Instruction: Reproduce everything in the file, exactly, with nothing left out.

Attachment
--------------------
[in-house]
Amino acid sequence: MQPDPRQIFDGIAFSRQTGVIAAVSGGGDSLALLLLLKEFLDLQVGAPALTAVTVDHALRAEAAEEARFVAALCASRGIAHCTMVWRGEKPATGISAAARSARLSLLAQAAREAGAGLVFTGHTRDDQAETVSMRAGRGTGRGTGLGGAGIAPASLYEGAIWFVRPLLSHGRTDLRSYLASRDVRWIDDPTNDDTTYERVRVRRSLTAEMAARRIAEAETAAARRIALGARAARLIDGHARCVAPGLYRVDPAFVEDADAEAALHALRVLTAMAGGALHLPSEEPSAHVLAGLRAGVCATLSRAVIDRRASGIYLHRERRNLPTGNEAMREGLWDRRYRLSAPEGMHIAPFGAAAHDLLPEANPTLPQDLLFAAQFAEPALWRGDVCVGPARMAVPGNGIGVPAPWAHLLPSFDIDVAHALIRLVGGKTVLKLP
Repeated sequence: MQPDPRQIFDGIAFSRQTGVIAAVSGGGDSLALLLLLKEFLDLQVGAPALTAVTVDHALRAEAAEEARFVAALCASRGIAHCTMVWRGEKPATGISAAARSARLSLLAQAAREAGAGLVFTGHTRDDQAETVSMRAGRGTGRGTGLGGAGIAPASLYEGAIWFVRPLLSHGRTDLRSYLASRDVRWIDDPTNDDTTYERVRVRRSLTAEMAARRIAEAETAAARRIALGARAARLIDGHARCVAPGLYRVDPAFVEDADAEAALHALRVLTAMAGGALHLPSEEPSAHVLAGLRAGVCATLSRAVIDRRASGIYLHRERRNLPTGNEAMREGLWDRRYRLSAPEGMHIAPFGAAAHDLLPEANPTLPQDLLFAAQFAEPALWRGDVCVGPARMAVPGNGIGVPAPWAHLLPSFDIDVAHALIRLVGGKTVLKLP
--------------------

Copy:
[in-house]
Amino acid sequence: MQPDPRQIFDGIAFSRQTGVIAAVSGGGDSLALLLLLKEFLDLQVGAPALTAVTVDHALRAEAAEEARFVAALCASRGIAHCTMVWRGEKPATGISAAARSARLSLLAQAAREAGAGLVFTGHTRDDQAETVSMRAGRGTGRGTGLGGAGIAPASLYEGAIWFVRPLLSHGRTDLRSYLASRDVRWIDDPTNDDTTYERVRVRRSLTAEMAARRIAEAETAAARRIALGARAARLIDGHARCVAPGLYRVDPAFVEDADAEAALHALRVLTAMAGGALHLPSEEPSAHVLAGLRAGVCATLSRAVIDRRASGIYLHRERRNLPTGNEAMREGLWDRRYRLSAPEGMHIAPFGAAAHDLLPEANPTLPQDLLFAAQFAEPALWRGDVCVGPARMAVPGNGIGVPAPWAHLLPSFDIDVAHALIRLVGGKTVLKLP
Repeated sequence: MQPDPRQIFDGIAFSRQTGVIAAVSGGGDSLALLLLLKEFLDLQVGAPALTAVTVDHALRAEAAEEARFVAALCASRGIAHCTMVWRGEKPATGISAAARSARLSLLAQAAREAGAGLVFTGHTRDDQAETVSMRAGRGTGRGTGLGGAGIAPASLYEGAIWFVRPLLSHGRTDLRSYLASRDVRWIDDPTNDDTTYERVRVRRSLTAEMAARRIAEAETAAARRIALGARAARLIDGHARCVAPGLYRVDPAFVEDADAEAALHALRVLTAMAGGALHLPSEEPSAHVLAGLRAGVCATLSRAVIDRRASGIYLHRERRNLPTGNEAMREGLWDRRYRLSAPEGMHIAPFGAAAHDLLPEANPTLPQDLLFAAQFAEPALWRGDVCVGPARMAVPGNGIGVPAPWAHLLPSFDIDVAHALIRLVGGKTVLKLP